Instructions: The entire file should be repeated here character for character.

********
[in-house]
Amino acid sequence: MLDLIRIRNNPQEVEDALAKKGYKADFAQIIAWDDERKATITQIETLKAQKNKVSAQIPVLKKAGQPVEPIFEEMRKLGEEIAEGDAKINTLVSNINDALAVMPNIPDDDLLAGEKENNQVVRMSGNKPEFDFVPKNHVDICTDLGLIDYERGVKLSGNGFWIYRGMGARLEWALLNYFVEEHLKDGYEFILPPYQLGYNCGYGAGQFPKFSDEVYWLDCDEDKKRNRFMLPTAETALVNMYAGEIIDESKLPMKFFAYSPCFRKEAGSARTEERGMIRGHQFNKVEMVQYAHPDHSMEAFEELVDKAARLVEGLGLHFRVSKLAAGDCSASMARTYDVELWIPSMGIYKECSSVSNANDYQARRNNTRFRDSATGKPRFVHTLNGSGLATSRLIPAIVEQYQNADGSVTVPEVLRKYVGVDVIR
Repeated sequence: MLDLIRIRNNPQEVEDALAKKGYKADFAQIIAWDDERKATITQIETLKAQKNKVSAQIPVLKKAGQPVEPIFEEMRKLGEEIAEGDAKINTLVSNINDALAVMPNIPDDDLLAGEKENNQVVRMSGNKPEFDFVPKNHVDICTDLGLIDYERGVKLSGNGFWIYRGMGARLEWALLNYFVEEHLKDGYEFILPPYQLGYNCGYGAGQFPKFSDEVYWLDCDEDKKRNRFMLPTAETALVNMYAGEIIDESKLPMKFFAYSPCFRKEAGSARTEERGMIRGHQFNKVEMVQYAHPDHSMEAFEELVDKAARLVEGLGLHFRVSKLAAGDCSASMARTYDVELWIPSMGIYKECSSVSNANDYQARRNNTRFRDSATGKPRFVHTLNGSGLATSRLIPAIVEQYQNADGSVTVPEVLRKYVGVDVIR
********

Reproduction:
[in-house]
Amino acid sequence: MLDLIRIRNNPQEVEDALAKKGYKADFAQIIAWDDERKATITQIETLKAQKNKVSAQIPVLKKAGQPVEPIFEEMRKLGEEIAEGDAKINTLVSNINDALAVMPNIPDDDLLAGEKENNQVVRMSGNKPEFDFVPKNHVDICTDLGLIDYERGVKLSGNGFWIYRGMGARLEWALLNYFVEEHLKDGYEFILPPYQLGYNCGYGAGQFPKFSDEVYWLDCDEDKKRNRFMLPTAETALVNMYAGEIIDESKLPMKFFAYSPCFRKEAGSARTEERGMIRGHQFNKVEMVQYAHPDHSMEAFEELVDKAARLVEGLGLHFRVSKLAAGDCSASMARTYDVELWIPSMGIYKECSSVSNANDYQARRNNTRFRDSATGKPRFVHTLNGSGLATSRLIPAIVEQYQNADGSVTVPEVLRKYVGVDVIR
Repeated sequence: MLDLIRIRNNPQEVEDALAKKGYKADFAQIIAWDDERKATITQIETLKAQKNKVSAQIPVLKKAGQPVEPIFEEMRKLGEEIAEGDAKINTLVSNINDALAVMPNIPDDDLLAGEKENNQVVRMSGNKPEFDFVPKNHVDICTDLGLIDYERGVKLSGNGFWIYRGMGARLEWALLNYFVEEHLKDGYEFILPPYQLGYNCGYGAGQFPKFSDEVYWLDCDEDKKRNRFMLPTAETALVNMYAGEIIDESKLPMKFFAYSPCFRKEAGSARTEERGMIRGHQFNKVEMVQYAHPDHSMEAFEELVDKAARLVEGLGLHFRVSKLAAGDCSASMARTYDVELWIPSMGIYKECSSVSNANDYQARRNNTRFRDSATGKPRFVHTLNGSGLATSRLIPAIVEQYQNADGSVTVPEVLRKYVGVDVIR